Trailer Body Builders: Lightweight Bodies Fully Integrated With Chassis

The need to develop lighter-weight, more fuel-efficient delivery vehicles is spurring the use of more composite materials in truck body construction. In addition, such new lightweight body designs are being more fully integrated with chassis than ever.

That’s the case with the “Reach” delivery vehicle, which combines a composite body from Utilimaster Corp., a subsidiary of Spartan Motors, with a 2011 Eco-Max chassis from Isuzu Commerical Truck of North America. 

A version of it dubbed the CV-23 prototype is now being put through an extensive seven-month long field test by United Parcel Service in five different locations across the U.S.

UPS said the first pilot test area is in Flint, MI, on a long urban route near Isuzu headquarters. The second is in Albany, NY, to gauge how it handles tough winter conditions. The third is in Tucson, AZ, to see how it handles severe desert heat. The fourth will travel rough country roads outside Lincoln, NE, while the fifth will ply urban routes near the UPS automotive group headquarters outside Roswell, GA.

“In this segment, that chassis and body can no longer be designed separately to give customers the best possible fuel economy,” Brian Tabel, Isuzu retail marketing manager, told Fleet Owner. “We need to provide fleets with a truck that’s been designed as a single, complete unit.”

He added that work started on this composite body/truck prototype over a year ago, with the vehicle now in the pre-production phase. “We expect to start full assembly in the third quarter this year, with sales to follow in the fourth quarter,” Tabel noted.

Officially unveiled at the 2011 National Truck Equipment Association (NTEA) Work Truck Show in March, the Reach is touted to get over 35% better fuel efficiency than comparable models due to its lightweight corrosion-resistant composite body that saves 600 lbs. per vehicle. And the truck is powered by a fuel-sipping 150-hp, 4-liter diesel engine.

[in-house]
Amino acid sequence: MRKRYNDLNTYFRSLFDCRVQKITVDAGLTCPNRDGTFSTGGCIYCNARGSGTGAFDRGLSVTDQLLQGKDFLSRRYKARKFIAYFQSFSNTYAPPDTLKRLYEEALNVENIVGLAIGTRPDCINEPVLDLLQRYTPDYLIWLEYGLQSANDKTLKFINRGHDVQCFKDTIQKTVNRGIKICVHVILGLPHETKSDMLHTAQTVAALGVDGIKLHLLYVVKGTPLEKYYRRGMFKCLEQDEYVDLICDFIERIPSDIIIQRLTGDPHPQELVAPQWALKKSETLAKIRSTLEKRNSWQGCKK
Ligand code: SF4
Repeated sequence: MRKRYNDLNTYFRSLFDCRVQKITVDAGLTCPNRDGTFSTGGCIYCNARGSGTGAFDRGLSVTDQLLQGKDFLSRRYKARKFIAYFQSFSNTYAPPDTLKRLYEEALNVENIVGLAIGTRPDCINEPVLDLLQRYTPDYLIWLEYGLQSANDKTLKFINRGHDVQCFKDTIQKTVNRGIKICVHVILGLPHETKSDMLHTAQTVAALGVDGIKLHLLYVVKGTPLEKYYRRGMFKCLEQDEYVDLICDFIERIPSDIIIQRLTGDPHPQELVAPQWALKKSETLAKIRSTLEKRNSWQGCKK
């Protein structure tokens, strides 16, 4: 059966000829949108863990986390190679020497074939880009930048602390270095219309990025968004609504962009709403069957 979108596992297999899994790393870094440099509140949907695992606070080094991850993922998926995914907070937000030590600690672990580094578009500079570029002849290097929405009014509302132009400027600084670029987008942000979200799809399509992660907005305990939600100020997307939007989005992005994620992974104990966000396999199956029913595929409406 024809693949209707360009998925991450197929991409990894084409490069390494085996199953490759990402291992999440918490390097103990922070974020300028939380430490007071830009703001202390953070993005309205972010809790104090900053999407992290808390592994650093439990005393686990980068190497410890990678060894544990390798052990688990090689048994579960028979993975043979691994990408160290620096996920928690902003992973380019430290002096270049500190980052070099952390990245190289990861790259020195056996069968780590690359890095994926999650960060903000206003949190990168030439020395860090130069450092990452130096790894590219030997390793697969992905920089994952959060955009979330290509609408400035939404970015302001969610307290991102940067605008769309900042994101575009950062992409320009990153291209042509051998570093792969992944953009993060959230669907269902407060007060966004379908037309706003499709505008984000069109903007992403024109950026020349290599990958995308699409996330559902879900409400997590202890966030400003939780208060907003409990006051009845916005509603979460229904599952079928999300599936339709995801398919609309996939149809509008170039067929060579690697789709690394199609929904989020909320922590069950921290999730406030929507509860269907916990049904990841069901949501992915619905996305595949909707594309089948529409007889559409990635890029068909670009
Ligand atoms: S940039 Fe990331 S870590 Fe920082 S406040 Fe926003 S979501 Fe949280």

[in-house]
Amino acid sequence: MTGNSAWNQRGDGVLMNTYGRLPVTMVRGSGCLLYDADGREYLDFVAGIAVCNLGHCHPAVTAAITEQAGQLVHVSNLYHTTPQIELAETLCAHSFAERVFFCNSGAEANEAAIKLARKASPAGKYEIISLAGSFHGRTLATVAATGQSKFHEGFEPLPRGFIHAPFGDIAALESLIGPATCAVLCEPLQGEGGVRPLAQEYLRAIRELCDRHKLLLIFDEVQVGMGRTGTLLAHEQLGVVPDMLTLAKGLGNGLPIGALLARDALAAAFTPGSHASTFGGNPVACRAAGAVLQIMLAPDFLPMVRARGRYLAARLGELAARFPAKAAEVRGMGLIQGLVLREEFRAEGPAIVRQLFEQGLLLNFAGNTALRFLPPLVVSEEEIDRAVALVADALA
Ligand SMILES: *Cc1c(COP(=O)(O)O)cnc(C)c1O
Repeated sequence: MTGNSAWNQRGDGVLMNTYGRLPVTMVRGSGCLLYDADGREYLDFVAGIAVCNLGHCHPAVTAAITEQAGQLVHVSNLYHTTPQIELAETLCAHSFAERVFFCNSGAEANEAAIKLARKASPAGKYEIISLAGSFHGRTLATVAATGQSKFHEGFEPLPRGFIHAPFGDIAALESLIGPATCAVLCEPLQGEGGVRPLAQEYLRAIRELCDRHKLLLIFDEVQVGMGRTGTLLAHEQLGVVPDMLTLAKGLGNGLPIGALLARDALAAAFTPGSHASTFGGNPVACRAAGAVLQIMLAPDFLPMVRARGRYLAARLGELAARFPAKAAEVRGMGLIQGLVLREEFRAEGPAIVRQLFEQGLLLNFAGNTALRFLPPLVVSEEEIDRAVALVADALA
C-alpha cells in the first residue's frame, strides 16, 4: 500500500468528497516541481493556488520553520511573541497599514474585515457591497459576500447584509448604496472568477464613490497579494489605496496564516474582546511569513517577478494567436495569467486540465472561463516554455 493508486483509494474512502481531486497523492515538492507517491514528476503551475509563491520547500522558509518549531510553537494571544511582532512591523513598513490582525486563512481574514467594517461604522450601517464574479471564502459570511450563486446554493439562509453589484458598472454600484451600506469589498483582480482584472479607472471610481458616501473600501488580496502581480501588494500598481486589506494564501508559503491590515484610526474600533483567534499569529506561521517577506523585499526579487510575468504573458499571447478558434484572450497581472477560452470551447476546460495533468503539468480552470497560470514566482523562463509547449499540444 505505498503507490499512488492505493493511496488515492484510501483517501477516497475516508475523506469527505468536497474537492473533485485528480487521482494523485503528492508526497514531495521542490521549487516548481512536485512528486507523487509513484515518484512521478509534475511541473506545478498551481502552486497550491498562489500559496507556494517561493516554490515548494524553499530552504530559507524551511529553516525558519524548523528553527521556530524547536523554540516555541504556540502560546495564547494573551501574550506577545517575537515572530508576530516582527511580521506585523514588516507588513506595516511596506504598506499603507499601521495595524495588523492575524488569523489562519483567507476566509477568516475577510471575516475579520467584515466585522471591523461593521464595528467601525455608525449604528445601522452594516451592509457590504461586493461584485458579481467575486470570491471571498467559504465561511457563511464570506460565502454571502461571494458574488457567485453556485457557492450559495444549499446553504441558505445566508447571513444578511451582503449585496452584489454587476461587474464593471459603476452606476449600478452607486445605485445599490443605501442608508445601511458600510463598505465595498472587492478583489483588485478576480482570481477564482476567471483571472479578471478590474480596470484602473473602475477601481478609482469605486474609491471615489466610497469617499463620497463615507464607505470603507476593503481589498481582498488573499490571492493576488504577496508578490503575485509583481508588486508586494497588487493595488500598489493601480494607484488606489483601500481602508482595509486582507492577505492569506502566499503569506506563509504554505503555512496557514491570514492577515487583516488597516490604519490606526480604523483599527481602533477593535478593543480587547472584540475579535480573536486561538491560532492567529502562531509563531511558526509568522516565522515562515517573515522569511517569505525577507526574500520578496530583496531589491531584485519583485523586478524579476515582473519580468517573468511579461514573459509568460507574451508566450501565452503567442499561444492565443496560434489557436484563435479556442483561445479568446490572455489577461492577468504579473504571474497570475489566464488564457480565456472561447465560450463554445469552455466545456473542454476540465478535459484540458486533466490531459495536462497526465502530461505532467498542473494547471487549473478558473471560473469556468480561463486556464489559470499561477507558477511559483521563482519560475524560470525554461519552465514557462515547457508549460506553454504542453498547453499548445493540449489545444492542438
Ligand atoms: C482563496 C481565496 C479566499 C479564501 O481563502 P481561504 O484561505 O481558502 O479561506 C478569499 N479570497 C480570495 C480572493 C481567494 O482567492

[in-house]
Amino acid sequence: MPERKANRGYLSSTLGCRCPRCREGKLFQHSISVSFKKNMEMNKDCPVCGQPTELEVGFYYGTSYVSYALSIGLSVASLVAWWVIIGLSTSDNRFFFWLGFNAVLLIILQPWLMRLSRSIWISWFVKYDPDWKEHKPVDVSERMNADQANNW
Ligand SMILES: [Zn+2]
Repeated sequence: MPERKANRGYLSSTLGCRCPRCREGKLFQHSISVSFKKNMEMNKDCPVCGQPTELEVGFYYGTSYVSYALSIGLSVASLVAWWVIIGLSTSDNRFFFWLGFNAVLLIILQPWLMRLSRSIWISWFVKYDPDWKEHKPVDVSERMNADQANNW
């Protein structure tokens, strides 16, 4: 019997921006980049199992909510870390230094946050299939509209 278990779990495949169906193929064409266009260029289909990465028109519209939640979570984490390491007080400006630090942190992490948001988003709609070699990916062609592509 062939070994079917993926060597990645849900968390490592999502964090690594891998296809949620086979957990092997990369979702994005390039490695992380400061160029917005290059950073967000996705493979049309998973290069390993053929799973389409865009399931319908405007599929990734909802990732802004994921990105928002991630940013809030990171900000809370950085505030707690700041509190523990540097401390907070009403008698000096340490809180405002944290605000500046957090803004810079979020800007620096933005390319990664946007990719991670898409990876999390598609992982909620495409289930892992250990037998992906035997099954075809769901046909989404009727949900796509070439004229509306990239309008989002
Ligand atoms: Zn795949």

UPS hopes to achieve a 40% fuel efficiency gain over its traditional P70 parcel delivery van design, though the “Reach” offers slightly less internal storage space, offering 630 cu ft vs.s the P70’s 700 cu ft.

Those types of fuel savings are why UPS is so intimately involved in testing the Reach. As the package-delivery giant noted in its 2009 sustainability report, it wants to improve the fuel economy of its 60,000- vehicle fleet by 20% by 2020.

“Our comprehensive approach to fuel economy has gotten results,” UPS noted in its report. “Over the ten-year period that ended in 2009, we increased the miles per gallon (MPG) of the delivery vehicles in our U.S. Domestic Package segment by 10%. [But] we’re still not satisfied. Now we’ve set a new goal for our U.S. Domestic Package segment: we intend to push fuel economy up an additional 9% from 2009, which will equate to a 20% improvement by 2020 from the 2000 baseline.” 

-Trailer Body Builders